Lou Nanne has heard the reasons why the U can’t compete and decided: Enough is enough.
University of Minnesota President Eric Kaler and athletic director Norwood Teague approached the state’s unofficial Mr. Hockey and school alum Lou Nanne late last year about becoming involved in the $190 million athletic facilities fundraising campaign.
“I said, ‘Definitely. I’d certainly love to be on your committee,’ ” Nanne responded. Kaler and Teague told him they had bigger plans, asking Nanne to chair the campaign.
Nanne reiterated his desire to be a committee member, only. The university officials persisted, and ultimately prevailed, thanks in part to Nanne’s memories of his grandfather.
“My grandfather used to have a word where, when I’d screw around and do things I shouldn’t be doing, he’d say, ‘Basta.’ B-A-S-T-A. That’s the Italian word for enough,” Nanne said. “Enough. I thought of that when they asked me. I said, ‘You know, I’ve had enough.’ I’ve had enough of hearing that the University of Minnesota can’t compete. I’ve had enough of hearing the University of Minnesota can’t recruit. I’ve had enough of hearing all these reasons why other places are going to succeed and we can’t.”
And so Nanne, at age 72, has taken on a role that he hopes will end the futility, especially in football, where the program’s last appearance in a major bowl was in 1962, by far the longest such drought of any Big Ten member. Nanne’s voice resonates with passion, leaving little doubt he’s the right man for the job because, well, he’s “a Gemini … with a lot of restless energy.”
He already has helped put in place an executive committee numbering 12 people, with room for two more, and a leadership group of 45. Nanne discussed his role in a wide-ranging interview last week at his downtown office — oh yes, he has a full-time job as Senior Managing Director for the global management asset arm of the Royal Bank of Canada.
“I’ve had the good fortune to follow the Gopher football team, and I’ve gone to these other places in the Big Ten, and I see these other places in the Big Ten and I say, ‘Why can they do it, and why can’t we?’ he said. “There’s no reason why we can’t. That’s why I got myself into this deal.”
That, and that word: Basta.
Q: Pretend I’m a potential donor. Tell me why this project is important and why I should contribute.
A: I think that everybody has looked at the University of Minnesota and just considered the people that donate to the University of Minnesota are alumni and the university is only involved with the alumni. Realistically speaking, the University of Minnesota is the engine that drives the state. … The University of Minnesota is the only research institution we have in the whole state, and we have to start looking at it as the jewel of the state — not just for the alumni.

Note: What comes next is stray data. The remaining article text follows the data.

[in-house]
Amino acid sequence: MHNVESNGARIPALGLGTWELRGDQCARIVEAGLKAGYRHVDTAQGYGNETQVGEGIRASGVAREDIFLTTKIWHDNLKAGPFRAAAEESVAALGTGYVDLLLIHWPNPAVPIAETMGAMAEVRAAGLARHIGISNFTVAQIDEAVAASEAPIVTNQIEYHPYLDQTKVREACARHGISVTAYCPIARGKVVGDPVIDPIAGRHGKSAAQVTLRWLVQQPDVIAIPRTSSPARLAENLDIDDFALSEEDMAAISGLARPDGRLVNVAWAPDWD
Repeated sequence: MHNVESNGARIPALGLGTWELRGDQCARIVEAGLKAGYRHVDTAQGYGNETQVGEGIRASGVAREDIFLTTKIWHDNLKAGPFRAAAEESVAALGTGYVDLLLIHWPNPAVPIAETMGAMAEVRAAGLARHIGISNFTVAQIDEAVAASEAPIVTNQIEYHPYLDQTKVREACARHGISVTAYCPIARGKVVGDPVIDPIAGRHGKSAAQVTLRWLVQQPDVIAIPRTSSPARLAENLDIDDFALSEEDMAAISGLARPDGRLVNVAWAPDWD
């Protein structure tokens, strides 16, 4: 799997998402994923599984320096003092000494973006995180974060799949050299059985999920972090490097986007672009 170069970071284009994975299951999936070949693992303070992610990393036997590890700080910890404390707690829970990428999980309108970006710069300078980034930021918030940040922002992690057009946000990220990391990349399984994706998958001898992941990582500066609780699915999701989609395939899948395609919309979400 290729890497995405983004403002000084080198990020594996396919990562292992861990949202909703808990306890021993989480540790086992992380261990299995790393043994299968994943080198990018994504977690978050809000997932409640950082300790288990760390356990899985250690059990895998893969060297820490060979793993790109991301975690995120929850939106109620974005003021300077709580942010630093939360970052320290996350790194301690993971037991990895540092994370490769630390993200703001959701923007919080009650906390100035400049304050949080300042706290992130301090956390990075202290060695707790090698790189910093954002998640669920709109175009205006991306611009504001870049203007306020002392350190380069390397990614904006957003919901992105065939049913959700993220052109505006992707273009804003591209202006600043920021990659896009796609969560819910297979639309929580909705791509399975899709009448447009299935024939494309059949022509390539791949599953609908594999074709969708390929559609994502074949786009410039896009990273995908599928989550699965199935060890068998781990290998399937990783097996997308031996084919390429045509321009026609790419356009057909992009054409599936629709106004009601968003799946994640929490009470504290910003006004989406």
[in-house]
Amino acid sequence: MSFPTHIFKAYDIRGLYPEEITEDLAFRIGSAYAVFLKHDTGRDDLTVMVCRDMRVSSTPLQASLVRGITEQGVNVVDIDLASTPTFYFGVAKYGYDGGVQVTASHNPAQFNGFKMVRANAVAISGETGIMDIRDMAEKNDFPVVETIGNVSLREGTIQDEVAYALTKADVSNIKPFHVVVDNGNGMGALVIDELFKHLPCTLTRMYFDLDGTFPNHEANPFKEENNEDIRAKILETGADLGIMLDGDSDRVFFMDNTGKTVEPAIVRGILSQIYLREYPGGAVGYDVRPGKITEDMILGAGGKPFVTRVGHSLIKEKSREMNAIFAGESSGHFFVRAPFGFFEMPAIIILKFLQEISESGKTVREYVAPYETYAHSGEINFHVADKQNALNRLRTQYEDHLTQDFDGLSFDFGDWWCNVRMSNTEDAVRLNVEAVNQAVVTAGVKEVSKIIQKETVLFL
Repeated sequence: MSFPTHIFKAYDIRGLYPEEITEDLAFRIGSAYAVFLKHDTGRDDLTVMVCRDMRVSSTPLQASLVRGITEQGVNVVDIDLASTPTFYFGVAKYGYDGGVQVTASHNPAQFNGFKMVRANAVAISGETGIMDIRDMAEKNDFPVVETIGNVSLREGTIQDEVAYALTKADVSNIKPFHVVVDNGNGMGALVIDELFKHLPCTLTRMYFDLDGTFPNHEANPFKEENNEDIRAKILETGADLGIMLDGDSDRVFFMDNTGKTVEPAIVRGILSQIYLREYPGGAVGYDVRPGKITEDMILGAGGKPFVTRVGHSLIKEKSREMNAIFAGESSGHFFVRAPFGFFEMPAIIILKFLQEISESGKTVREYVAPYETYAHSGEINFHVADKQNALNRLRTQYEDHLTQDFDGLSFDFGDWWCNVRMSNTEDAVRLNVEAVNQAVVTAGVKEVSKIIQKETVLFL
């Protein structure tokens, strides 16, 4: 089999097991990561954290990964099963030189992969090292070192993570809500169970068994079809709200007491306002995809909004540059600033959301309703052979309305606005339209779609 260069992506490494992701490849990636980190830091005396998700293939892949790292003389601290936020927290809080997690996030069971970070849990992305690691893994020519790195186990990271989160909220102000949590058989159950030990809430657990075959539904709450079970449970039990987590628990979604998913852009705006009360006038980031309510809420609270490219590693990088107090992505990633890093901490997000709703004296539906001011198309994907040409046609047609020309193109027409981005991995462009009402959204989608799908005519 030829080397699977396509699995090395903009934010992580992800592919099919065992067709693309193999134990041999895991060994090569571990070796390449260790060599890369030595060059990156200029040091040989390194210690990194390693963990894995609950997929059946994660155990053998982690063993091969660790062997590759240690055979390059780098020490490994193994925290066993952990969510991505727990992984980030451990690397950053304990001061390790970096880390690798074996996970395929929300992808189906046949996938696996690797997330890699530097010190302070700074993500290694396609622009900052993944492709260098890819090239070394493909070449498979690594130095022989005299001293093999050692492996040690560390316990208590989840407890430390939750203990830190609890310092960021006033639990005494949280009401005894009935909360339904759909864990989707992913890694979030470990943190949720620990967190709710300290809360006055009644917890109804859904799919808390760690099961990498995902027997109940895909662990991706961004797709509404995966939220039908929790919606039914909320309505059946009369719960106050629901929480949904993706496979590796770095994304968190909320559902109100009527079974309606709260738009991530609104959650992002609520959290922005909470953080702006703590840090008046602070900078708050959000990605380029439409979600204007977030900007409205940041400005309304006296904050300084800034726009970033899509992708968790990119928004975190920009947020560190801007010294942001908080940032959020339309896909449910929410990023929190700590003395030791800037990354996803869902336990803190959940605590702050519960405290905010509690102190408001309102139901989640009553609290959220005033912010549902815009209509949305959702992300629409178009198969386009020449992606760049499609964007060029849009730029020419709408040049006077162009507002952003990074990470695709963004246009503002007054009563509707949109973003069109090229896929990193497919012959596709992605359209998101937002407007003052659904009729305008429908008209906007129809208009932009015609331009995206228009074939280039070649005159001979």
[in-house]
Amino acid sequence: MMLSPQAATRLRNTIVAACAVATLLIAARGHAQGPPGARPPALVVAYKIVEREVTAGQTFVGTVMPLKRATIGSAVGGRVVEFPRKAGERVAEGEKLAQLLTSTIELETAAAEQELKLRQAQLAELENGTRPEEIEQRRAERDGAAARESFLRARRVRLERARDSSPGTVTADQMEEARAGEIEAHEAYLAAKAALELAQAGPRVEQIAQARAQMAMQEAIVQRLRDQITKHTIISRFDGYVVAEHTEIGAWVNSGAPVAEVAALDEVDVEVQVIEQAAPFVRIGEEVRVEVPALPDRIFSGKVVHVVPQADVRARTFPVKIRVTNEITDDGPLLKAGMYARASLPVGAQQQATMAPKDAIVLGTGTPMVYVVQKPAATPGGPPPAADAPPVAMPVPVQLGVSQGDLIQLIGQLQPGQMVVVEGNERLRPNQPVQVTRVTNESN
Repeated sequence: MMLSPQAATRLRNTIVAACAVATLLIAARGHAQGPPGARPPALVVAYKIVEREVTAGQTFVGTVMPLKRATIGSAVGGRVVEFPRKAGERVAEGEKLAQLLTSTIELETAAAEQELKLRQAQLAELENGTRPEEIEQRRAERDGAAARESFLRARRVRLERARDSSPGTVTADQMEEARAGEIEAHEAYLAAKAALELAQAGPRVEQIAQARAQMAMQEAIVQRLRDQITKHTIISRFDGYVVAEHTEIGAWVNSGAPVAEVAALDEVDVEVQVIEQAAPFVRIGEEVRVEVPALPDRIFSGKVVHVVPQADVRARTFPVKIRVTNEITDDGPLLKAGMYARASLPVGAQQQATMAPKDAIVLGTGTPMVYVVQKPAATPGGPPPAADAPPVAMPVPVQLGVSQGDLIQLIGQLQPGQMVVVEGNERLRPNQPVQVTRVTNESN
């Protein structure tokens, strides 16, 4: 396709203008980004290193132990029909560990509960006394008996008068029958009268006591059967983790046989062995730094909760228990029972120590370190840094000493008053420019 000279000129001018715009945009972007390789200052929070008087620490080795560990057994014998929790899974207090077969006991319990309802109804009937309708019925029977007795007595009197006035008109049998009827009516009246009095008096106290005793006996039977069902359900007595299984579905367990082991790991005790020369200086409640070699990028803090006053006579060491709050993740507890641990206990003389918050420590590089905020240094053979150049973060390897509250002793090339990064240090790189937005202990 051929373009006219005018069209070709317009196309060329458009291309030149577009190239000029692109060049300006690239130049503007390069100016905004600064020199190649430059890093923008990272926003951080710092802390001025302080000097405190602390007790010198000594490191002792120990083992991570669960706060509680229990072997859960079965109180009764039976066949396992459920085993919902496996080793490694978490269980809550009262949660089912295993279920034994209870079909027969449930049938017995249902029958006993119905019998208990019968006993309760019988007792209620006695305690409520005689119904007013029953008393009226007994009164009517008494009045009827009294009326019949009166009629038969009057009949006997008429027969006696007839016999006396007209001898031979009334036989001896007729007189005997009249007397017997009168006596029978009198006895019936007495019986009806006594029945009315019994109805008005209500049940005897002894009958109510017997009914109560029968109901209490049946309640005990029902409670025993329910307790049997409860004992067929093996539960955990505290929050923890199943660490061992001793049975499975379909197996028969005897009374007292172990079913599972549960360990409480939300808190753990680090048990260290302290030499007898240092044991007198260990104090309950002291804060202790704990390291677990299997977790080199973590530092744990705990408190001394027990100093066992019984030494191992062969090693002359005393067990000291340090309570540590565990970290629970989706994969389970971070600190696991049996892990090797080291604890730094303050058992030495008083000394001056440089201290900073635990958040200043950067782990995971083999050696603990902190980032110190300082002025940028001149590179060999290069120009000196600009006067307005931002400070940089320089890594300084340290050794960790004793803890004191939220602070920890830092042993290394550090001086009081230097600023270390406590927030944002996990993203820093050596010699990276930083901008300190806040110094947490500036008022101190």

Q: So you’re not just focused on the usual suspects, the alumni? You’re trying to expand the base of donors?
A: I don’t care if you went to Yale, Harvard, Stanford, Robert Morris, North Dakota State, whatever it is. If you’re living in the state of Minnesota, you’re benefiting from the University of Minnesota in some way … [Athletics] creates emotions, and it touches a lot of people. So you have all the different athletic things that we have here, sports that we have here, that makes it a better place for students to come. If you have better students, then you have better faculty, you get better educated people, you get better output from the total university and it makes the whole state benefit from it.
Q: I would imagine it’s easy to get a list of potential alumni donors, but how do you find the people you’re talking about to expand it? How do you know where to go?
A: That’s a great question, and that’s why we have the leadership council we have because there are people from different walks of life that all have different circles of friends and business involvement and they lead us to these other potential donors and that’s what we need.
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